INTRODUCTION TO ANCIENT EGYPT II (ALGY116)

Credits: 15 / Semester: semester 2

ALGY116 is designed as a year one module which aims to provide students with an overview of Ancient Egyptian culture. In particular it has as its core aim the development of students’ understanding of the broader thematic aspects of Egyptian society, such as writing, religion, art and social structure. The emphasis will be on the use of primary data (written and material culture), and on awareness of how major archaeological sites fit within this framework.

BRITISH POLITICS II (POLI102)

Credits: 15 / Semester: semester 2

This introductory politics module focuses on the distribution of power in Britain and the nature of the British state. It outlines the traditional conception of the British political system as the ‘Westminster Model’ and considers the implications of this model for how democracy is conceived and how political power is mobilised, in whose interests and with what consequences, primarily in the UK but also in former British colonies and dependencies. The module examines the various component parts of the British political system including the Prime Minister and Cabinet, Parliament, the judiciary, the civil service , regional and local government and devolved institutions, from both a constitutional and political-sociological perspective. It also assesses the emerging impact of Brexit on the UK political system and for the distribution of political power within it, including consideration of the role of ‘imperialist imaginaries’ in shaping discussion of the UK’s post-Brexit future. The module assumes no prior knowledge of the British political system or the particular issues under consideration.

IRELAND'S BATTLE FOR IDEAS (IRIS114)

Credits: 15 / Semester: semester 2

This module aims to explore the various ideas that have contributed to the development of modern Ireland. It will explain how these ideas have interacted with one another and how they have shaped political debates and brought about social change.

FROM HANNIBAL TO SEVERUS: AN INTRODUCTION TO ROMAN HISTORY (CLAH105)

Credits: 15 / Semester: semester 2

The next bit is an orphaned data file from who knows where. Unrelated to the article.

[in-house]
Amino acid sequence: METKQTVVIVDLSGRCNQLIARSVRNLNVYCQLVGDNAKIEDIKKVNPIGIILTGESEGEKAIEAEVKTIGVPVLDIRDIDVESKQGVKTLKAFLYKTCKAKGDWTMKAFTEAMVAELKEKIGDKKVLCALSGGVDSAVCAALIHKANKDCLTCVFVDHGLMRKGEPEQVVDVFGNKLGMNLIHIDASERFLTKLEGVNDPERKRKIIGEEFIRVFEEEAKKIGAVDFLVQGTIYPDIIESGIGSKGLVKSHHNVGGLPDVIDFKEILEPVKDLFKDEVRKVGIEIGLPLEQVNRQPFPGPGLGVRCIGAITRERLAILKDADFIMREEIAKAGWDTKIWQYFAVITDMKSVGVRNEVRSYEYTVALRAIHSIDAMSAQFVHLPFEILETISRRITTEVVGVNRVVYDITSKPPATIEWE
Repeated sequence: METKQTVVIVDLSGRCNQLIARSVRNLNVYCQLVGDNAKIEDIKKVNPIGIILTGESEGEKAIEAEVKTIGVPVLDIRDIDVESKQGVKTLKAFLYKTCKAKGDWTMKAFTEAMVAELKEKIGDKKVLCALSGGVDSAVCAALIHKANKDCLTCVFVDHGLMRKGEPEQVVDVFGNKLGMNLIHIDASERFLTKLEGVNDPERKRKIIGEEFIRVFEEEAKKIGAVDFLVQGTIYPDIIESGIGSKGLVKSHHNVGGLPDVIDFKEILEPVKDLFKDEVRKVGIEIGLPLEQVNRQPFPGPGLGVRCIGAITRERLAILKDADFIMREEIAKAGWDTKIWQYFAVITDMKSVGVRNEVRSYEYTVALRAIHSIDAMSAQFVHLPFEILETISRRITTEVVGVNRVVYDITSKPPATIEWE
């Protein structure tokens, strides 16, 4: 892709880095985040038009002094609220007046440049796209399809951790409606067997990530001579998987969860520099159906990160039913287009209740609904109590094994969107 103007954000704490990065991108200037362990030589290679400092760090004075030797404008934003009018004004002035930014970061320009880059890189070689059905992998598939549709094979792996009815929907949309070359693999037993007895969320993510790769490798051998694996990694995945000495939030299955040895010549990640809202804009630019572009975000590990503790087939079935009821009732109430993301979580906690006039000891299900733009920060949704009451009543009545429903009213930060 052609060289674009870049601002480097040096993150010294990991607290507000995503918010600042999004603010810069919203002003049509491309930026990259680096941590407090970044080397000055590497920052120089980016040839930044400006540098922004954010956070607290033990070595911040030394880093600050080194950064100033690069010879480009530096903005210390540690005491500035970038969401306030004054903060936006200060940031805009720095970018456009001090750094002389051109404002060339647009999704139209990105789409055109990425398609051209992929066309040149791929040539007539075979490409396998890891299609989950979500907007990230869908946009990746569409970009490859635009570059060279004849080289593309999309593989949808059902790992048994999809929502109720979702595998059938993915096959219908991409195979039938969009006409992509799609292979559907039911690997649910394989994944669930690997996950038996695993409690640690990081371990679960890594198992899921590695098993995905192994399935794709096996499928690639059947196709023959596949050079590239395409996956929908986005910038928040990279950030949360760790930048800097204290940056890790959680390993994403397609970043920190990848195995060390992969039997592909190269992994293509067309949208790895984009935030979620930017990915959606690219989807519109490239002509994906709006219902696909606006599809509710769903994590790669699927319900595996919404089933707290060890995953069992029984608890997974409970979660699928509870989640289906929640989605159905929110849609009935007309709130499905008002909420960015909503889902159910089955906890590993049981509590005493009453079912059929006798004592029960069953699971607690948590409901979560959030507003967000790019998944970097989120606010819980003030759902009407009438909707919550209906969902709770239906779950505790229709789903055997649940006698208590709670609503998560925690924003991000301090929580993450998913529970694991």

This module deals with the history and society of Rome and the Roman world from the foundation of Rome to the end of the second century AD, i.e. the periods of the ‘Roman Republic’ and the ‘Principate’ (named after the princeps, a title of the Roman emperor). The aims are to provide (1) an introductory survey of the political and military history of Rome and the Roman empire; (2) to build a sound
chronological, geographical and conceptual framework for understanding the ancient Roman world; (3) to introduce students to reading primary sources in translation and evaluating their historical significance; (4) to introduce students to a limited range of scholarly views on ancient Roman history; and (5) to teach fundamental research skills.

Programme details and modules listed are illustrative only and subject to change.

Our curriculum

The Liverpool Curriculum framework sets out our distinctive approach to education. Our teaching staff support our students to develop academic knowledge, skills, and understanding alongside our graduate attributes:

  • Digital fluency
  • Confidence
  • Global citizenship

Our curriculum is characterised by the three Liverpool Hallmarks:

  • Research-connected teaching
  • Active learning
  • Authentic assessment

All this is underpinned by our core value of inclusivity and commitment to providing a curriculum that is accessible to all students.

Course options

Studying with us means you can tailor your degree to suit you. Here's what is available on this course.

Global Opportunities

University of Liverpool students can choose from an exciting range of study placements at partner universities worldwide. Choose to spend a year at XJTLU in China or a year or semester at an institution of your choice.

What's available on this course?

Year in China

Immerse yourself in Chinese culture on an optional additional year at Xi'an Jiaotong Liverpool University in stunning Suzhou.